Stay optimistic and study on

How maintaining a positive and confident attitude plays a role in students’ academic lives


Laasya Koduru

As the AP Chemistry teacher walks down the aisles with test papers in hand, students await their scores with anxiety and apprehension. They fidget in their seats nervously as they hope for a good grade. When they finally see a paper plop down in front of them, students look at it and either smile or frown. Junior Ellie Chen picks up her paper, a frown forming on her face, and realizes she did not do as well as she expected. Throughout the year, Chen maintained a strong sense of optimism, pushing herself to get better scores on later tests,  enabling her to make significant progress in her knowledge by the end of the semester.

“Instead of being sad about it, I realized I could only go up from there, so I studied really hard for the next tests and I ended up doing well,” Chen said. “I think a really big part of it was because I  stayed optimistic instead of thinking that I couldn’t improve.”

In some situations, however, optimism does not work out, which is what happened for junior Jeffrey Liu. After failing consecutive tests in a subject, things didn’t go the way he planned. To keep working hard, Liu stays optimistic to get better scores on later tests.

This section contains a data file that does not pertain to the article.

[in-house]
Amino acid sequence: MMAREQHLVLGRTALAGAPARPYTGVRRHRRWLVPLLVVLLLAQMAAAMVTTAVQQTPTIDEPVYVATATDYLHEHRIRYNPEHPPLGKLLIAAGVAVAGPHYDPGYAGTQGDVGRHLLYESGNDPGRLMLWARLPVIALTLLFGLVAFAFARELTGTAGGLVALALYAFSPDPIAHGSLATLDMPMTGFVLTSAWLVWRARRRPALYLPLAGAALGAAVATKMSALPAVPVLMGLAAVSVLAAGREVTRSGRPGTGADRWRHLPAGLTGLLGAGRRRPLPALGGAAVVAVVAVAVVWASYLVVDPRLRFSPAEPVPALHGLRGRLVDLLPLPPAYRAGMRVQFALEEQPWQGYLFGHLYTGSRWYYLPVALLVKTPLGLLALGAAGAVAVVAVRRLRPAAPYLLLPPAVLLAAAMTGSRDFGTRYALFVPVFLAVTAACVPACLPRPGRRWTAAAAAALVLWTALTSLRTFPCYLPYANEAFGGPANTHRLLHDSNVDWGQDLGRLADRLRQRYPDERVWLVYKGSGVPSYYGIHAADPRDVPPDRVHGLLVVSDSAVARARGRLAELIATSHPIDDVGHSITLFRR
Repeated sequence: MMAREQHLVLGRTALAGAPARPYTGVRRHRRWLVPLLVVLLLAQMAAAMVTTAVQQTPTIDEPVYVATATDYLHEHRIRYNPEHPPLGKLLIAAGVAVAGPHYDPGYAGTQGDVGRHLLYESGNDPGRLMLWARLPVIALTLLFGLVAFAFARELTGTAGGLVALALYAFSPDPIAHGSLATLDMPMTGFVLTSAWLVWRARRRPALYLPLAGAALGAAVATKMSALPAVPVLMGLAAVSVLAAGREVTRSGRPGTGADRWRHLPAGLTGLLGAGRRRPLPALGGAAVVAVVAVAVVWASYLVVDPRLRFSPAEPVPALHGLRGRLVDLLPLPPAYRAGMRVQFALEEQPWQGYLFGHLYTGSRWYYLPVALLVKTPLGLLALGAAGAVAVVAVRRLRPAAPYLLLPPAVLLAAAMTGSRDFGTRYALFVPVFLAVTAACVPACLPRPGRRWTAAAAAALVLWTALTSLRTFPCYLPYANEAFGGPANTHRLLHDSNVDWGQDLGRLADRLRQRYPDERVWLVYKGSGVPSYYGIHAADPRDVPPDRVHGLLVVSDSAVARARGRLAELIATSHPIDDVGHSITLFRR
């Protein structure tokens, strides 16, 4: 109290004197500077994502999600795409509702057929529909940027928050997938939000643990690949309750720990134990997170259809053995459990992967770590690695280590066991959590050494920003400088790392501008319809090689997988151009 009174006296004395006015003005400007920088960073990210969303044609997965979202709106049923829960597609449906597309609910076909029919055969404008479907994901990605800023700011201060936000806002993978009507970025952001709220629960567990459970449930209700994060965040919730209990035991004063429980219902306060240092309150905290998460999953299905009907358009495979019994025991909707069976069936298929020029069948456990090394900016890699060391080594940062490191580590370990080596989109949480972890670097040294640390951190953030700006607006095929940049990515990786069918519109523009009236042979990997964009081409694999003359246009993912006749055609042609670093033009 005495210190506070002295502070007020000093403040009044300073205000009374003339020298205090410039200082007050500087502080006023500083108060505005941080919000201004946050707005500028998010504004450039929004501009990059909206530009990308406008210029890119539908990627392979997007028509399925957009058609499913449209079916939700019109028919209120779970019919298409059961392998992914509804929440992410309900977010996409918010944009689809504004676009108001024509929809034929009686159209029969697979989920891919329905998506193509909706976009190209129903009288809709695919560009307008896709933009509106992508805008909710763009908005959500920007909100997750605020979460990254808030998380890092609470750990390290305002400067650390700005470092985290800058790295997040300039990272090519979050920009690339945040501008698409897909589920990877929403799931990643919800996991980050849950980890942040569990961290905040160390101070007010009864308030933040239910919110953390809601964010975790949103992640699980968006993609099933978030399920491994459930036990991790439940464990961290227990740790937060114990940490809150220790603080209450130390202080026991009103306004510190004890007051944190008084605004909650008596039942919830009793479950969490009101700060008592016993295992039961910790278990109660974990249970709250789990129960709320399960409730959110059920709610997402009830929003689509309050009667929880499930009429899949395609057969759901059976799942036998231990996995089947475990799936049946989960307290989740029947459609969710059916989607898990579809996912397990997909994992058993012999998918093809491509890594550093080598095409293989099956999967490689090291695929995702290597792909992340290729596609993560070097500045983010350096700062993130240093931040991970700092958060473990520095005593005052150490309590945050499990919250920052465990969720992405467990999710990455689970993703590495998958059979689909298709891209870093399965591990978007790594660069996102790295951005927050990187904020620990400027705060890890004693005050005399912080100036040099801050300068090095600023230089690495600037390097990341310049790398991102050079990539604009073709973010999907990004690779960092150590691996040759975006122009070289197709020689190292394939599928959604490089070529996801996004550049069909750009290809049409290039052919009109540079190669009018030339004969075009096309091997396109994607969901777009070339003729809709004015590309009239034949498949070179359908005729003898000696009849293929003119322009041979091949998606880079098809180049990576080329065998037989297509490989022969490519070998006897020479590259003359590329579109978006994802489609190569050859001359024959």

“I try to keep thinking about how many tests there are, about the final, pretty much making sure that I am optimistic enough to be able to keep on studying, to keep on working hard and not just completely give up,” Liu said.  “I feel like that is an important part of being optimistic – just keep trying.”

While some students like Liu believe in optimism, other students feel that optimism should be used in moderation to yield the best results and keep spirits high. This is the situation for senior Brenna Chen.

“I wouldn’t say that I have optimism, because I feel like being too optimistic about something will often lead to disappointment,” Chen said. “What I try to do is have no expectations so it is not that I think I will fail, but I try not to think [about] if I’ll do well or not.”

Liu thinks that many students have come to develop this stance on optimism mainly due to the academic pressures of Monta Vista. He explains that it is hard to constantly stay optimistic due to the strenuous workload.

“Often times, nothing goes away and unless you are constantly optimistic, it is really hard to stay optimistic,” Liu said. “But I feel like being optimistic is pretty important too because [otherwise] you are always depressed and not too satisfied with what you are doing.”

According to Junior Ellie Chen, Monta Vista’s competitive atmosphere can be conducive to negative comments and constant complaints, which can often make it hard to stay optimistic.

“Students are very focused on getting good grades and sometimes, when students don’t so well on a test or get a bad grade on a test, they often get discouraged and think very pessimistically,” Chen said.  “Just walking down the hallways, I can always hear people complaining about their grades, which is not very optimistic.”